We are Who Your Children Will Become

I’m in my forties.
I’m a mother & partner.
I have great friends and family.
I have a Master’s degree.
I have been an ordained minister for more than 20 years. I preach and lead communities, I walk with families through the worst days of their lives, and the best.
I’m now working full time as an artist while homeschooling my daughter.
I have lived in various places, cities and country.
I swim, ride a bike, tie my shoes.
I’m the mom of an autistic, married to an autistic and just this year realized that I, too, am autistic.

I made it this far utterly unsupported. No ABA, no social skills training, no special classes. No understanding parent in my corner (but lots of family drama and trauma).

I’m telling you this for several reasons, NONE of which are to highlight my “successes”.

1) Your kids have you! And you care enough to be here to learn to support them. So many autistics struggle alone or with negativity 💚
2) Your kids (and you) need to build community with other autistics. Having adult autistic friends and mentors is a great contributor to your child’s well being. Autistics get it. We were autistic kids once, too.

And I’m going to be real with you.
Growing up unknowingly autistic was hard. I struggle daily with anxiety that can be crippling. The thing is… It isn’t autism that makes me anxious. It’s 45 years of masking to try and fit in, of hiding myself, and feeling like an imposter, and I didn’t even know why. I’ve burnt out. I’ve fallen apart. And I’ve felt like a failure because of it. I have other struggles, too. Lots of them.

But then who doesn’t? Seriously, every person regardless of their neurology needs support at some time for something. That’s being human. So I have a name for some of my challenges, so does your child. That is a BONUS! It means there are specific people and resources out there to help your child along.

It also means they don’t have to live a masked life. They have the opportunity (in your hands) to grow and thrive as themselves.

I’m writing all this in reflection on the past little while. I have been participating in groups of parents of autistic kids. And it breaks my heart to hear so much anger and meanness towards our kids. I know how scary this is (I had a diagnosed daughter for years before I was diagnosed) and perhaps how far from your hopes. You likely feel overwhelmed and scared. It’s hard. Really hard. So I’m not judging the tone, only naming my heartache and my deep longing for true acceptance for my own child.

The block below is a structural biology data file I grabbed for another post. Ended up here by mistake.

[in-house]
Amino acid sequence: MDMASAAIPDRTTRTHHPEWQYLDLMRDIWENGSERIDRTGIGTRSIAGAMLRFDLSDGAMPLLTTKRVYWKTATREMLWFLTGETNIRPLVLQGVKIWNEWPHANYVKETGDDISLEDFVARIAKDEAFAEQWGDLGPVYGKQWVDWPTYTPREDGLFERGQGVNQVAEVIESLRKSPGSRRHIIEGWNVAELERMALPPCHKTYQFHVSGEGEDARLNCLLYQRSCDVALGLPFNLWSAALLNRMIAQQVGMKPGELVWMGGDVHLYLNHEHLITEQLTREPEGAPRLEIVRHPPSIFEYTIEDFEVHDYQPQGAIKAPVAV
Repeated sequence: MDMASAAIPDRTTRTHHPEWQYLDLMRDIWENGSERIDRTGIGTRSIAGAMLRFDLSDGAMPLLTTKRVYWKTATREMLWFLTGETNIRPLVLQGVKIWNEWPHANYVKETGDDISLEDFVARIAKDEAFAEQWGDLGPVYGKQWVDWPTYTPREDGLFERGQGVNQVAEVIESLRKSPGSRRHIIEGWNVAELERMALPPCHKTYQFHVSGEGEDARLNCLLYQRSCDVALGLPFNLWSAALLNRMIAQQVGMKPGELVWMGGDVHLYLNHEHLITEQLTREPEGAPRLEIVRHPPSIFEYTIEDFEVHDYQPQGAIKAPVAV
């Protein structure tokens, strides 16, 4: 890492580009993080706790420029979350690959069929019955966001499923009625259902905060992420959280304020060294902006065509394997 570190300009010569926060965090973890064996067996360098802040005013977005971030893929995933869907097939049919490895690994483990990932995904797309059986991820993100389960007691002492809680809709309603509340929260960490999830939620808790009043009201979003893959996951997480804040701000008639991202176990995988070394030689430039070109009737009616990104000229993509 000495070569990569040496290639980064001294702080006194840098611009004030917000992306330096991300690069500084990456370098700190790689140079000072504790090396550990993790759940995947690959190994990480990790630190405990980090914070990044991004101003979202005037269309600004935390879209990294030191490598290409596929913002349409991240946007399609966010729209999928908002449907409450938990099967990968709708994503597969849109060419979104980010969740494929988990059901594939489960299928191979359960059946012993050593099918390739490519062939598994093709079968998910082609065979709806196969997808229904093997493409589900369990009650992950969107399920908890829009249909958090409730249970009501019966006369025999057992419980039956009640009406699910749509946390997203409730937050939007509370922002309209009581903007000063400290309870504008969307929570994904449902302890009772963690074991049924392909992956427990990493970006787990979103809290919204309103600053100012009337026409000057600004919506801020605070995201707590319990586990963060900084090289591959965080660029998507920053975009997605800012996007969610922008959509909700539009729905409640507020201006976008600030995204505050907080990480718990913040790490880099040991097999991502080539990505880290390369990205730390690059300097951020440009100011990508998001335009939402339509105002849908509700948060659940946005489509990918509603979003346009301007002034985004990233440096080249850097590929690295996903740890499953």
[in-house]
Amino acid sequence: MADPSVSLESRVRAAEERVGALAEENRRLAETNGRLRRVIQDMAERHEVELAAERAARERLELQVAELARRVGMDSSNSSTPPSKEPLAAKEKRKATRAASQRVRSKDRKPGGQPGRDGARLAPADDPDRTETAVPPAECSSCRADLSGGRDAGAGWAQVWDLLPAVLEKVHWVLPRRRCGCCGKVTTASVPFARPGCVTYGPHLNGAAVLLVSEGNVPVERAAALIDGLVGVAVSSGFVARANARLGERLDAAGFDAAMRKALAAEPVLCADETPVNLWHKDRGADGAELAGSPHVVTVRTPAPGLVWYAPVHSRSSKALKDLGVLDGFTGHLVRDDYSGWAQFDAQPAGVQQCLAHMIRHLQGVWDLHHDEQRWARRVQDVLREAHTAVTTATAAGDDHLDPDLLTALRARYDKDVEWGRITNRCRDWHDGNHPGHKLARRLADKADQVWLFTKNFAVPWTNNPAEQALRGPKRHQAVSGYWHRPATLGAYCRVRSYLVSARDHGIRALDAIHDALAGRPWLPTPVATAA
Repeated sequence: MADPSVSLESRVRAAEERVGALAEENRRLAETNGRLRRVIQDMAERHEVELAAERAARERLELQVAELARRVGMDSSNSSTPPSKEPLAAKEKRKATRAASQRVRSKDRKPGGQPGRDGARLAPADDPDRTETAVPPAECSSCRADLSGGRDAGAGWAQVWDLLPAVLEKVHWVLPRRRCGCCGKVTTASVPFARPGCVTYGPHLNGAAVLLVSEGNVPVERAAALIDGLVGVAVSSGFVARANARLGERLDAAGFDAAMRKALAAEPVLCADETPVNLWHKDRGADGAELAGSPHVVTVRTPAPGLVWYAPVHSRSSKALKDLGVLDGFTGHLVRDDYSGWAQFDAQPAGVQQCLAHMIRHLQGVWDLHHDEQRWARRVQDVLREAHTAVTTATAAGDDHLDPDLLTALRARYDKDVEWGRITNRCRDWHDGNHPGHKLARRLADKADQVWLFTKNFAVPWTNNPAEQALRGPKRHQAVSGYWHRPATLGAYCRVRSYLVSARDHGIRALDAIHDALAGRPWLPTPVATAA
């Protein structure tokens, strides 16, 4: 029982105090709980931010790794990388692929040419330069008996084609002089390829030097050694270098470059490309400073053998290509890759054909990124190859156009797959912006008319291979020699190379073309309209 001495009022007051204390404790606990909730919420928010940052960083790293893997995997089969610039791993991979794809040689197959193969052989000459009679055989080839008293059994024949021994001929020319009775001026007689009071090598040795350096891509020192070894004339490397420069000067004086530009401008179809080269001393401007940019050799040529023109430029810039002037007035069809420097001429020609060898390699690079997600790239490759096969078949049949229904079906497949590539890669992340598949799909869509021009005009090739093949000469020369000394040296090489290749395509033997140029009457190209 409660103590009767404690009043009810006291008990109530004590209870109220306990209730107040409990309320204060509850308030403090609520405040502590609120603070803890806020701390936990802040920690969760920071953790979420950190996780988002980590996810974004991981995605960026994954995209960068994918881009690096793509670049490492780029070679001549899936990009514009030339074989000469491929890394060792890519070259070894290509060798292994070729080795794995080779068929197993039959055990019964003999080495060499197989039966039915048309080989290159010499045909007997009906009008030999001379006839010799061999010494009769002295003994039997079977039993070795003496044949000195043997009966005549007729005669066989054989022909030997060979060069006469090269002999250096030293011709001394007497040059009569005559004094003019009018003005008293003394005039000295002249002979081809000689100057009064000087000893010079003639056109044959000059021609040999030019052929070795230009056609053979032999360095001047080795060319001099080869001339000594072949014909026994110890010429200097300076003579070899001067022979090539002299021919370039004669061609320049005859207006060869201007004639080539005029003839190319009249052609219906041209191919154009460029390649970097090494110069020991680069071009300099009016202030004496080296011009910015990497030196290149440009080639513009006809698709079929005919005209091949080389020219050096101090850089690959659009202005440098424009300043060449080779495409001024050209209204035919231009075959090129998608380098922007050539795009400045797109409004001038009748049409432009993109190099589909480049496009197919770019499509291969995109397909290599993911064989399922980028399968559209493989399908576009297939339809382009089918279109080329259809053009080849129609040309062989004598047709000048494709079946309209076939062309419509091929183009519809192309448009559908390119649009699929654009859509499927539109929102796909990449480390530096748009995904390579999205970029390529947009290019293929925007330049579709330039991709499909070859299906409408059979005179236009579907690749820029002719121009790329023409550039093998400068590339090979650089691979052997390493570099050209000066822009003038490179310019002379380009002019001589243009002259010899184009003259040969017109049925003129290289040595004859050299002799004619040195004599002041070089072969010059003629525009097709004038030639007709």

In these groups, I have been treated with ignorance and meanness unlike anything I have ever encountered. Why? Because I am autistic. Yes, I’m aware of my privilege, and ability to pass– but I choose not to use them in solidarity with my child and others who don’t have the same advantages. I have been told by people who know only one thing about me (I’m autistic) that my ‘opinion’ is unwelcome, that autistic parents just make it harder for “normal” moms by getting involved, that if autistic people want to be part of groups they must meet the NT standards for communication because that’s the ‘real world’, and that if autistic people are going to be ‘allowed’ to raise children we must have acquired all the proper and normal social skills or else we just fail our kids.

I’m not even slightly kidding.

So. If this is how (some) parents of autistic children treat autistics, what does that say about how their children are living? About the expectations placed on their children? That they are broken and need fixing? That they better get masking immediately.

I’d choose growing up masked and confused rather than being raised in an environment that thinks my real humanity lies in how normal I can be, and how fixed I can get.

Autism is lifelong. But that doesn’t mean unchanging… Your child will learn and grow and change like every child. Today’s reality isn’t tomorrow’s. You have the opportunity to help make a world where your beloved little one can live and be exactly who they are meant to be.

That starts with learning about autism, finding out what acceptance means for autistics. You can listen. You can embrace the adult autistics who are present where you are… making themselves vulnerable for the sake of their children, and *yours*. We want to be your allies. And the way you treat us is the way the world will treat your child.

If that makes you even slightly uncomfortable, do something about it. There are lots of us here to help 💚

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